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Fruit Splitting in Dooryard Citrus

Fruit Splitting in Dooryard Citrus

Split citrus fruit. Image credit UF / IFAS

Split citrus fruit. Image credit UF / IFAS

Citrus trees require a lot of care and attention to produce good quality fruit, yet even the most careful gardeners may run into the problem of split-fruit on their citrus trees.  Split-fruit is a condition which strikes citrus trees in September and October and can wipe out a hundred or more fruit on a single tree.  Researchers at the University of Florida have been studying fruit splitting for many years.  Clear cut causes or solutions have not been found.  My information on fruit splitting was provided by Extension Fruit Crop Specialist, Dr. Pete Andersen with IFAS located at Quincy, North Florida Research and Education Center.

Researchers have found that certain varieties of citrus tend to split more often than other.  “Sweet Oranges” Tangelos” and certain varieties of Satsuma’s tend to split more than citrus which is not sweet.  Grapefruit and acid fruits, such as lemons and limes rarely split.

The condition is known to be more common in seedlings and young trees than in older, more settled trees.  However, split-fruit can be a very serious problem when it occurs on mature trees, because they usually have more fruit to lose.

Another condition which will cause fruit to split is insufficient copper in the soil.  This used to be a much greater problem than it is today, due to the wide-spread use of copper in most fertilizer and spray programs.  Potassium deficiency results in small, firm fruit with thin peels and increased fruit splitting.  However, added potassium doesn’t correct splitting related to citrus varieties.

The most commonly held belief is that fruit splitting is caused by climatic conditions, since it only seems to occur at one time of the year.  During the late summer and high humidity, followed by periods of drought.  After a series of heavy rains, the trees absorb a great deal of moisture and force it into the fruit.  Since the fruit is near maturity, the rind becomes less pliable and can’t expand rapidly enough to absorb the great volume of water from the trees.  As a result the fruit splits.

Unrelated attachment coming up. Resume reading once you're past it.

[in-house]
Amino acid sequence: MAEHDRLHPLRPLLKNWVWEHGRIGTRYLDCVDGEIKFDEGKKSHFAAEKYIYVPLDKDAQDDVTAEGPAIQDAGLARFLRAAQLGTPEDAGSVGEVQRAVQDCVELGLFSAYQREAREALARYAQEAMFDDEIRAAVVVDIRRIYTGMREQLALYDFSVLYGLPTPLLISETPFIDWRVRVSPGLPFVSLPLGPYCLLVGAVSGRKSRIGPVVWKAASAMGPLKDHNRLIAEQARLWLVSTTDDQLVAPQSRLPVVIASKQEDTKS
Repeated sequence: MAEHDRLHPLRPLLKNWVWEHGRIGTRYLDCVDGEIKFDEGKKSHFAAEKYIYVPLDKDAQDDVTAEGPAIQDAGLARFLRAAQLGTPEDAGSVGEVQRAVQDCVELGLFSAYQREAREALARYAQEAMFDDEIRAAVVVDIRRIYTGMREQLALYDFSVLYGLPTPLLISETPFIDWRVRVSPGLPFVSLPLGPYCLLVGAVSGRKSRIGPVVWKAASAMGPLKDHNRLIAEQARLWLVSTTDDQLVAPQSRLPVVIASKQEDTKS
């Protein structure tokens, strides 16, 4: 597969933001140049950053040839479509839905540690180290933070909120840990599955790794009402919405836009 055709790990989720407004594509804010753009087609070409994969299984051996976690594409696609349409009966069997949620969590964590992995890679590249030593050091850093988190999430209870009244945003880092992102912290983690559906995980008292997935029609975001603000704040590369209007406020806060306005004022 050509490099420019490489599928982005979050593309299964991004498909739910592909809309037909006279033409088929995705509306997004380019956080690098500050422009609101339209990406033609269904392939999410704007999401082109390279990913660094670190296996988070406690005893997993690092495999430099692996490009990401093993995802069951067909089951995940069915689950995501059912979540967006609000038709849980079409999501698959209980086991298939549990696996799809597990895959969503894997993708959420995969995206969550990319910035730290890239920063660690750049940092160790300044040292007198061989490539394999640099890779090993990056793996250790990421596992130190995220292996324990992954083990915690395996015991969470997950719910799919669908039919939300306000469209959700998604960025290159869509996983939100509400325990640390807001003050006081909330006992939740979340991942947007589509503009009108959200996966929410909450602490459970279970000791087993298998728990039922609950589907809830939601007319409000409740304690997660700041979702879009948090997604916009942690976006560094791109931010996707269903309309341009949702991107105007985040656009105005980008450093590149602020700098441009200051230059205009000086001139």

Despite these findings, there are numerous cases of fruit splitting that doesn’t appear to be related to any of the above conditions.  When the cause of the split is not fully understood, there is not absolute method of control.  Also, there is no way to stop fruit splitting while it is occurring.  The problem must be prevented before it starts.  Attempts to control splitting through irrigation practices, fertilization and growth regulators have met with some success.

Fertilizer and irrigation practices won’t cure splitting, but may help to avoid large increase in the number of split fruit.  In addition, growth regulators are available which can thicken the peel of the orange.  Thicker peels have been found to split much less often that the thinner peels, due to their ability to withstand extra water pressure during the critical moths of the year.

If fruit splitting is a problem this year follow a recommended fertilizer program next year.  This will insure a good supply of minor nutrients, especially copper.  Make sure to keep the trees well watered during the dry periods of late summer and early fall.  This will keep the fruit from swelling too rapidly, and splitting as a result.

 

PG

Author: Roy Carter – rlcarter@ufl.edu

Roy Carter

Permanent link to this article: http://santarosa.ifas.ufl.edu/newsletters/2014/10/28/fruit-splitting-in-dooryard-citrus/